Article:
1. Sunday, March 27, 2005

    Dodgers Boot 86 Year-old Man from his Front Row Seats 

    Bill Plachke, LA Times

    Aisle 25, first row, seats 1, 2, 3, 4.

    Numbers to anyone else, but a life’s work for Irving Zeiger, who has had the best seats in the house for as long as there has been a house.

    Zeiger mailed his initial deposit for Dodger season tickets while the team was still in Brooklyn, reportedly the first check Walter O’Malley received.

    When O’Malley built Dodger Stadium, he rewarded Zeiger by renting him the cornerstone.

    His seats were in the first row directly above the Dodger dugout. He was so close he could smell the resin and spot the tobacco stains. He wore a glove not for souvenirs, but protection.

    For 43 years he has sat there, placing his diet soda on the dugout roof and autograph-seeking kids at his feet and embracing this town’s last bit of unchanging real estate.

    “It may sound funny, but to enjoy these seats with my family, to share them with others, I really had an emotional feeling about them,” said Zeiger, 86.

    Then, this winter, he received a phone call.

    It was a strange woman from this strange new organization known as, well, the Dodgers.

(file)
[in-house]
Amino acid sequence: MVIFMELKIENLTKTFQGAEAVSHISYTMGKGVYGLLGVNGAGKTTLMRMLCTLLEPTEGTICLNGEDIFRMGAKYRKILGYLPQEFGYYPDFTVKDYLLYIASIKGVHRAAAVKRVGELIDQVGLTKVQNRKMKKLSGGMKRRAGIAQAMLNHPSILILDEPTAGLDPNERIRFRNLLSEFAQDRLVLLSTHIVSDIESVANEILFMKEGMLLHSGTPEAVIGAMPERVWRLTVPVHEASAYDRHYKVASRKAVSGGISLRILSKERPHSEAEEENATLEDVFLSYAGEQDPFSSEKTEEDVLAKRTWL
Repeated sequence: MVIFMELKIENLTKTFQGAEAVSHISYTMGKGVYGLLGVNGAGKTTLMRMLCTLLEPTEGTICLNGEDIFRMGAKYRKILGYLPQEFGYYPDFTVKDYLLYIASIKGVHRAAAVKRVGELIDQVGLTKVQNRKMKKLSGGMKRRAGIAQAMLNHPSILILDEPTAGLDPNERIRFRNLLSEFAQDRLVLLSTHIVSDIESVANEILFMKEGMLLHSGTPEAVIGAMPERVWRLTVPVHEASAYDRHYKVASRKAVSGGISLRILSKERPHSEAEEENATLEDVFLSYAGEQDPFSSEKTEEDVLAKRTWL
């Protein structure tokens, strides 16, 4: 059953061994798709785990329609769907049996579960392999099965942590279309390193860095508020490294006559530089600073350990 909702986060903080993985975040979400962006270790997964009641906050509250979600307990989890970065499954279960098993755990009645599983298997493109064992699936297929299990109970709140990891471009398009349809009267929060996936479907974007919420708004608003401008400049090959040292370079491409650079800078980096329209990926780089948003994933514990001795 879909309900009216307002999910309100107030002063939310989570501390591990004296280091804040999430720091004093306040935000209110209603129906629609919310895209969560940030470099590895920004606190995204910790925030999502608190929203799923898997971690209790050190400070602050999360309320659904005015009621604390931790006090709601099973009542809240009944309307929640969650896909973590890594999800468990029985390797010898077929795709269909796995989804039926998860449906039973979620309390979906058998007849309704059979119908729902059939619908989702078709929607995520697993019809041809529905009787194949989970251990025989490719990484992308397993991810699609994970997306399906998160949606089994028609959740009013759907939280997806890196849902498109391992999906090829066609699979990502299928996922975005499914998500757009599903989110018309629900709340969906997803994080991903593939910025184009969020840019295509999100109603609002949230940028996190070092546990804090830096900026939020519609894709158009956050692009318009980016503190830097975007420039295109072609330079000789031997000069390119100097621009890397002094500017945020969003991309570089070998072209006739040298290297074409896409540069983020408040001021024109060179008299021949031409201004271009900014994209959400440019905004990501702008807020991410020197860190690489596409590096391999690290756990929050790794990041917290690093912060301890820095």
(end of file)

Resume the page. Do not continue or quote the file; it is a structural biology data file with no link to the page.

The voice was cheery. The news sounded good.

    The Dodgers had moved the dugout closer to the field and installed four new rows of seats behind it. But Zeiger need not worry, he could retain his four stadium-best seats directly above the new dugout.

    It would cost him only $120,000.

    You read that right.

    It would cost him only $120,000.

    Irv Zeiger has cheered for Koufax, screamed for Gibson, pumped his fist for Piazza.

    But no Dodger has ever blown him away like that woman on the phone.

    “I thought she was joking,” he said. “She wanted $120,000 from me to keep those seats I’ve had for half my life?”

    Zeiger was scheduled to pay $20,000 for his four seats, so the new figure constituted a 500% increase.

    To move up four rows.

    To watch a team that has won one playoff game in 16 years.

    To support an owner who spent the winter breaking up a division champion while slashing the payroll.

    read the rest

    h/t bloggin.la + free cat + welch on fire